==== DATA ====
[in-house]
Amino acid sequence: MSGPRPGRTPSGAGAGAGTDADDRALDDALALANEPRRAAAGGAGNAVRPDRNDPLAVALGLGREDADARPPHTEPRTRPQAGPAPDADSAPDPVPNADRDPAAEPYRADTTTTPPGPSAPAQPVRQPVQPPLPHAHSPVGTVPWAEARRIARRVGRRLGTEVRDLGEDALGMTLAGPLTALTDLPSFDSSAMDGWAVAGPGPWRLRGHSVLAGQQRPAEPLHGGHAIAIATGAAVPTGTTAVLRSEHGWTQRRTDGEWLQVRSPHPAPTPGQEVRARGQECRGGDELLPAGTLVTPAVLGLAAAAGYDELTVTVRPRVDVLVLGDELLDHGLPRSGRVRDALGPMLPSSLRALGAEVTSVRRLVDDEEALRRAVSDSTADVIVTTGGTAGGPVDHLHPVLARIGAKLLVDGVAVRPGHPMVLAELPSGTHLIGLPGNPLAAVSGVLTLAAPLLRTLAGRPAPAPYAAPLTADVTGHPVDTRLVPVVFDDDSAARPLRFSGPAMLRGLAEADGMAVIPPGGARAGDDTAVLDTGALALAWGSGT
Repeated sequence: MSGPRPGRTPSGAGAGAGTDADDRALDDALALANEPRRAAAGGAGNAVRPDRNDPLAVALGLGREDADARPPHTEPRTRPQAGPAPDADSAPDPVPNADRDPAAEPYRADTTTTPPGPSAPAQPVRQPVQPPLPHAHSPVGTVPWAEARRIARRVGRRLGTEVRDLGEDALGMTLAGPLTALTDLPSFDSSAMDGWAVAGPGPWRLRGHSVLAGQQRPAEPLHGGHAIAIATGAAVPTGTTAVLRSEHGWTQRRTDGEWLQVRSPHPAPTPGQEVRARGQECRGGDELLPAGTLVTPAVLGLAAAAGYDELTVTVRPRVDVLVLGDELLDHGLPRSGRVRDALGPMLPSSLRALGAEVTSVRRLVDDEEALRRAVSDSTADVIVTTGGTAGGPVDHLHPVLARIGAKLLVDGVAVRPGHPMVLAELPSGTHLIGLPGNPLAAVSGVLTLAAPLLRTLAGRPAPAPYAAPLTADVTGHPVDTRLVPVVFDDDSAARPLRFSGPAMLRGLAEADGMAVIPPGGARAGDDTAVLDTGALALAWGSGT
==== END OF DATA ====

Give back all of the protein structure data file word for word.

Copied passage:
[in-house]
Amino acid sequence: MSGPRPGRTPSGAGAGAGTDADDRALDDALALANEPRRAAAGGAGNAVRPDRNDPLAVALGLGREDADARPPHTEPRTRPQAGPAPDADSAPDPVPNADRDPAAEPYRADTTTTPPGPSAPAQPVRQPVQPPLPHAHSPVGTVPWAEARRIARRVGRRLGTEVRDLGEDALGMTLAGPLTALTDLPSFDSSAMDGWAVAGPGPWRLRGHSVLAGQQRPAEPLHGGHAIAIATGAAVPTGTTAVLRSEHGWTQRRTDGEWLQVRSPHPAPTPGQEVRARGQECRGGDELLPAGTLVTPAVLGLAAAAGYDELTVTVRPRVDVLVLGDELLDHGLPRSGRVRDALGPMLPSSLRALGAEVTSVRRLVDDEEALRRAVSDSTADVIVTTGGTAGGPVDHLHPVLARIGAKLLVDGVAVRPGHPMVLAELPSGTHLIGLPGNPLAAVSGVLTLAAPLLRTLAGRPAPAPYAAPLTADVTGHPVDTRLVPVVFDDDSAARPLRFSGPAMLRGLAEADGMAVIPPGGARAGDDTAVLDTGALALAWGSGT
Repeated sequence: MSGPRPGRTPSGAGAGAGTDADDRALDDALALANEPRRAAAGGAGNAVRPDRNDPLAVALGLGREDADARPPHTEPRTRPQAGPAPDADSAPDPVPNADRDPAAEPYRADTTTTPPGPSAPAQPVRQPVQPPLPHAHSPVGTVPWAEARRIARRVGRRLGTEVRDLGEDALGMTLAGPLTALTDLPSFDSSAMDGWAVAGPGPWRLRGHSVLAGQQRPAEPLHGGHAIAIATGAAVPTGTTAVLRSEHGWTQRRTDGEWLQVRSPHPAPTPGQEVRARGQECRGGDELLPAGTLVTPAVLGLAAAAGYDELTVTVRPRVDVLVLGDELLDHGLPRSGRVRDALGPMLPSSLRALGAEVTSVRRLVDDEEALRRAVSDSTADVIVTTGGTAGGPVDHLHPVLARIGAKLLVDGVAVRPGHPMVLAELPSGTHLIGLPGNPLAAVSGVLTLAAPLLRTLAGRPAPAPYAAPLTADVTGHPVDTRLVPVVFDDDSAARPLRFSGPAMLRGLAEADGMAVIPPGGARAGDDTAVLDTGALALAWGSGT